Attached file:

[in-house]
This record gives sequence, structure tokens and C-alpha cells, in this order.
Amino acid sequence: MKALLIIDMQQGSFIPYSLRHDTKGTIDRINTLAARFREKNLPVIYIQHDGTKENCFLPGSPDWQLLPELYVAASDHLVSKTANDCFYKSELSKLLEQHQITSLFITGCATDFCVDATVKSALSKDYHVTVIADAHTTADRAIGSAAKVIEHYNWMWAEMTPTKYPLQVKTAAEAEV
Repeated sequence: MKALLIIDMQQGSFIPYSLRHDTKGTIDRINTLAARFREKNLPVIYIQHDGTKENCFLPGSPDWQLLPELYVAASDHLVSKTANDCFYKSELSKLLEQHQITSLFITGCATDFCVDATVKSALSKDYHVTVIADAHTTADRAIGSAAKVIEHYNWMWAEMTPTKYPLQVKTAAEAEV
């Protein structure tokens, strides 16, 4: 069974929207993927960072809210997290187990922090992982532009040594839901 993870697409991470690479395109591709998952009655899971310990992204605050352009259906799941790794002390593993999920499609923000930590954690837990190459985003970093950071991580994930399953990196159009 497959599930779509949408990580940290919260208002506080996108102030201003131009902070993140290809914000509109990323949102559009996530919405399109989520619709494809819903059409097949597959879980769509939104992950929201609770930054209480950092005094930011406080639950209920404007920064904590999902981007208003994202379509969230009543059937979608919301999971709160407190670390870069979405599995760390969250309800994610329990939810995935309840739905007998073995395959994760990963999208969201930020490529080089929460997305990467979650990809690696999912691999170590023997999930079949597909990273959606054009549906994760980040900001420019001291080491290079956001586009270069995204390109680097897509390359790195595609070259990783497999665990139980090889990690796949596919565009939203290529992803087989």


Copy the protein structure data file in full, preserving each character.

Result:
[in-house]
This record gives sequence, structure tokens and C-alpha cells, in this order.
Amino acid sequence: MKALLIIDMQQGSFIPYSLRHDTKGTIDRINTLAARFREKNLPVIYIQHDGTKENCFLPGSPDWQLLPELYVAASDHLVSKTANDCFYKSELSKLLEQHQITSLFITGCATDFCVDATVKSALSKDYHVTVIADAHTTADRAIGSAAKVIEHYNWMWAEMTPTKYPLQVKTAAEAEV
Repeated sequence: MKALLIIDMQQGSFIPYSLRHDTKGTIDRINTLAARFREKNLPVIYIQHDGTKENCFLPGSPDWQLLPELYVAASDHLVSKTANDCFYKSELSKLLEQHQITSLFITGCATDFCVDATVKSALSKDYHVTVIADAHTTADRAIGSAAKVIEHYNWMWAEMTPTKYPLQVKTAAEAEV
């Protein structure tokens, strides 16, 4: 069974929207993927960072809210997290187990922090992982532009040594839901 993870697409991470690479395109591709998952009655899971310990992204605050352009259906799941790794002390593993999920499609923000930590954690837990190459985003970093950071991580994930399953990196159009 497959599930779509949408990580940290919260208002506080996108102030201003131009902070993140290809914000509109990323949102559009996530919405399109989520619709494809819903059409097949597959879980769509939104992950929201609770930054209480950092005094930011406080639950209920404007920064904590999902981007208003994202379509969230009543059937979608919301999971709160407190670390870069979405599995760390969250309800994610329990939810995935309840739905007998073995395959994760990963999208969201930020490529080089929460997305990467979650990809690696999912691999170590023997999930079949597909990273959606054009549906994760980040900001420019001291080491290079956001586009270069995204390109680097897509390359790195595609070259990783497999665990139980090889990690796949596919565009939203290529992803087989």